Are flight attendants getting the health and safety protection they deserve?
All workers are entitled to a safe workplace under federal law and the Occupational Safety and Health Administration (OSHA) sets standards and regulations to ensure safe and healthful working conditions. Historically, flight attendants had been excluded from OSHA’s protection and while certain protections have recently been added, they may not necessarily be fully encompassing of all the potential risks to which cabin crewmembers are exposed.
In 2014, OSHA started a monitoring program that focuses on flight attendants’ exposure to noise, hazard communication and blood born pathogens. However, according to the National Council on Radiation Protection (NCRP), flight attendants are exposed to the largest effective dose of ionizing radiation among all workers exposed to radiation due to cosmic ionizing radiation at altitude, and this risk not currently covered under OSHA. This is important because chronic exposure to low doses of ionizing radiation increases the chance of developing cancer over time.
What we found
Our recent study on flight attendant health found that flight attendants have a greater prevalence of cancer when compared to the general public, consistent with previous studies among U.S. and European flight attendants.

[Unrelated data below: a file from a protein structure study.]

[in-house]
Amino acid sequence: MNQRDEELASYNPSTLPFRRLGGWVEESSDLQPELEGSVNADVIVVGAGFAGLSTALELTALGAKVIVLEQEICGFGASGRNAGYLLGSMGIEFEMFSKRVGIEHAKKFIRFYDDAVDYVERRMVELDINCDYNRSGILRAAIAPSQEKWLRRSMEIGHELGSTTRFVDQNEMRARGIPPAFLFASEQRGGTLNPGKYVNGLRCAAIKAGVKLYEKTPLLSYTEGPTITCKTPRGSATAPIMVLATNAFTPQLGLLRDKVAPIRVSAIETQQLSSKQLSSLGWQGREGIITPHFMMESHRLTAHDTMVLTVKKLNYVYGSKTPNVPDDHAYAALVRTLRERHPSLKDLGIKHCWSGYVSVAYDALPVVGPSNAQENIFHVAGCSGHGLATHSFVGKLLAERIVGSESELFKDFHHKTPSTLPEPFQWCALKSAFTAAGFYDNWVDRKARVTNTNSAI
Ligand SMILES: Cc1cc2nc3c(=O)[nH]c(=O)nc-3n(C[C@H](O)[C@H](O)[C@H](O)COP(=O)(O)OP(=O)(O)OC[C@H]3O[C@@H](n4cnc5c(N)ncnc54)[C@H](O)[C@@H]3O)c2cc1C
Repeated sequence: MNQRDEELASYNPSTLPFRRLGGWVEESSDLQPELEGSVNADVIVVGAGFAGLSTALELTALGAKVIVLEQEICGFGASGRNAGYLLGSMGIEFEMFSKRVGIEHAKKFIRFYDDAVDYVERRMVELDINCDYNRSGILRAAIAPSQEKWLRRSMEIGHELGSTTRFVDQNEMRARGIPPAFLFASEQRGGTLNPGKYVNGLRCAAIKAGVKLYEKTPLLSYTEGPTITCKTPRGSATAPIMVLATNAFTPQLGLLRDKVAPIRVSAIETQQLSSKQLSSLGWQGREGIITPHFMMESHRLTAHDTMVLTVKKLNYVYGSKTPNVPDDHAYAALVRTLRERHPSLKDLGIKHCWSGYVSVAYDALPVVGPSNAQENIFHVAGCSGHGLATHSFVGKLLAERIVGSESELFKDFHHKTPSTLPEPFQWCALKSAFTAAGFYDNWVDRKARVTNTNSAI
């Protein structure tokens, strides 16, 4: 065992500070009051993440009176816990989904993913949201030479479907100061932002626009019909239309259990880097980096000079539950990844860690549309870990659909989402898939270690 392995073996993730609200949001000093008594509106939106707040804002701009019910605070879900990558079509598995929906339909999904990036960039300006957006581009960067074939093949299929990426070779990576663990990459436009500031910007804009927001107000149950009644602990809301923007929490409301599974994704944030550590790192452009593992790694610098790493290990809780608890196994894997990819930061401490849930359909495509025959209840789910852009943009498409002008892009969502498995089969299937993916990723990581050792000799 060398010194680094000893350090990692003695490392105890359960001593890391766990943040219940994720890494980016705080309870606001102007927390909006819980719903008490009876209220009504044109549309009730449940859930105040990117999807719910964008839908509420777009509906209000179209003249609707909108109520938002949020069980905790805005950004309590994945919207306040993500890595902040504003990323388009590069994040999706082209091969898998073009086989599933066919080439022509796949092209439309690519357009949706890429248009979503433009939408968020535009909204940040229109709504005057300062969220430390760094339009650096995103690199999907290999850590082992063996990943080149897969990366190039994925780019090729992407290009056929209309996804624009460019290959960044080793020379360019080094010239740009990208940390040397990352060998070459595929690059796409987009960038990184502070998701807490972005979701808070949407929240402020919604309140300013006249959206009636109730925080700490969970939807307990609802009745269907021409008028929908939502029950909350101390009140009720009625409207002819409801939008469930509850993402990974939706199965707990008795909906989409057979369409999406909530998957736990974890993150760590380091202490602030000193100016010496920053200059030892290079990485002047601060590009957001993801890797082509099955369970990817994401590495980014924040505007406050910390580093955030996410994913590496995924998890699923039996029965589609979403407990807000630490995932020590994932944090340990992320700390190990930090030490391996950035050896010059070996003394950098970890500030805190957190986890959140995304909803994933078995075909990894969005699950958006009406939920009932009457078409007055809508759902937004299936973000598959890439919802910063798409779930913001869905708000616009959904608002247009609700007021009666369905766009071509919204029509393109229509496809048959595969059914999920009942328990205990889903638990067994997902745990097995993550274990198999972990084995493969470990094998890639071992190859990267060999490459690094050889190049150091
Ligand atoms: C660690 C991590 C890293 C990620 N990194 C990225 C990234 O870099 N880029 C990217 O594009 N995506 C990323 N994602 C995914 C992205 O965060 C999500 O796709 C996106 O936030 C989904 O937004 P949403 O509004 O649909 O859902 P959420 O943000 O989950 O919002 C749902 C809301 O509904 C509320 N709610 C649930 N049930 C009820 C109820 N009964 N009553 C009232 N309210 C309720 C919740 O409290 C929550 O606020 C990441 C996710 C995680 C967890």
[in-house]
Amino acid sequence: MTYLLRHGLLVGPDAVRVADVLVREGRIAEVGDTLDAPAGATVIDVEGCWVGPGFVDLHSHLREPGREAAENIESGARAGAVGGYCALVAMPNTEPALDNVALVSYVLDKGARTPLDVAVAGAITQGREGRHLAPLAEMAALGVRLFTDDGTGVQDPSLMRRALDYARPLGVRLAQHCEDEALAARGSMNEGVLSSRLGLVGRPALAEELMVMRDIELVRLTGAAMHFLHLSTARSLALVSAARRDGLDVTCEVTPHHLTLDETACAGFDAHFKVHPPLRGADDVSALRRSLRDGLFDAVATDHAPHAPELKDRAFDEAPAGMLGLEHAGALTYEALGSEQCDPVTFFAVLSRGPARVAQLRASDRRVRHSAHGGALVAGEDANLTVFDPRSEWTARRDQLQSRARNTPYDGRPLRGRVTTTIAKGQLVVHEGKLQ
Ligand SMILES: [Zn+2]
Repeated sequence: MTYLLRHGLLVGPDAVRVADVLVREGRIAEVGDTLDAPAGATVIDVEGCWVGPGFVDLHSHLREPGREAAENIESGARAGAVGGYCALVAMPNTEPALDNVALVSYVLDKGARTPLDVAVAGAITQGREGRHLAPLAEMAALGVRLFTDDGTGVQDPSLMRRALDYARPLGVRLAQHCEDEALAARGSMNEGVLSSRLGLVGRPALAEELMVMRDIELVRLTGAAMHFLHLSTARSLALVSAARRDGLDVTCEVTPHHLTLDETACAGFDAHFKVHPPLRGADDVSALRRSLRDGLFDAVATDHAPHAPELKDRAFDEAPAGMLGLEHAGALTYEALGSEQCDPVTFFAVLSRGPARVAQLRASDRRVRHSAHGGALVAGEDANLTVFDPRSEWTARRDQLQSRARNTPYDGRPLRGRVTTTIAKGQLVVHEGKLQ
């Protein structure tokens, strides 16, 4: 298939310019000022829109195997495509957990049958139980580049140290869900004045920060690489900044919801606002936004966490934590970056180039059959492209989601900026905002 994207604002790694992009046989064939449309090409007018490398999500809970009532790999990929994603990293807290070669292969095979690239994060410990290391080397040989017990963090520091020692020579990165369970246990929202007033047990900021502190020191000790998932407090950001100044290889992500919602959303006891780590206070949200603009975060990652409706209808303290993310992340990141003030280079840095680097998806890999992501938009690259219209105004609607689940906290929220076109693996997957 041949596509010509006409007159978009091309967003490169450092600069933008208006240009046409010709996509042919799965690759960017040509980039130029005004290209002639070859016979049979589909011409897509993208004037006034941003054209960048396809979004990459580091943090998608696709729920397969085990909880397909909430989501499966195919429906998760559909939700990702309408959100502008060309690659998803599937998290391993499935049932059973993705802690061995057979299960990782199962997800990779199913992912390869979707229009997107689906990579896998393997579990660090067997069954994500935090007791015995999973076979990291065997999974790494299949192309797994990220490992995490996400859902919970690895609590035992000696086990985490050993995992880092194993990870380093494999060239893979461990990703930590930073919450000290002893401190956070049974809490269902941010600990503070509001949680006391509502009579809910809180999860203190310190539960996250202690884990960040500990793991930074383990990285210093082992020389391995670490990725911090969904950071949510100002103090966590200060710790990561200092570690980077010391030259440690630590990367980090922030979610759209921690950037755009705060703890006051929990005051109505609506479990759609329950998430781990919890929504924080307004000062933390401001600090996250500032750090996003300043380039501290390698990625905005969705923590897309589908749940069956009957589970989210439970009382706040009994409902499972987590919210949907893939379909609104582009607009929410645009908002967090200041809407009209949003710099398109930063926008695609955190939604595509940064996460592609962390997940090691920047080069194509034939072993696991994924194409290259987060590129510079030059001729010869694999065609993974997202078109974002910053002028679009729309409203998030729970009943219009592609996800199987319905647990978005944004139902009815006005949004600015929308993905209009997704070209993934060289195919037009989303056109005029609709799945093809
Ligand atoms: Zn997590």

The study used an analytical technique that calculated age-weighted standardized prevalence ratios (SPR). Our analysis determined that the SPR is 2.15 for cancer at all sites, which means that there is over 2 times the prevalence of cancer among flight attendants compared to the general public.
The increased exposure to ionizing radiation could play a role in the higher cancer cases seen among flight attendants.
In another soon to be published study, we note that specific cancers that have been linked to flight attendant work include breast cancer, melanoma and non-melanoma skin cancers. While studies have been mixed regarding a relationship between melanoma and ionizing radiation, this form of radiation is considered a risk factor for breast and non-melanoma skin cancers.
Another risk factor for cancer experienced by flight attendants is Circadian rhythm disruption due to irregular and disrupted sleep patterns. Second hand smoke exposure has the possibility of increasing cancer cases among flight attendants as well, but due to a regulation in 1998 that banned smoking on aircrafts, this exposure has been eliminated.
More research is needed, however, this study emphasizes the need for increased attention and monitoring of other potential health hazards, such ionizing radiation, to which flight attendants are more frequently exposed than the general public.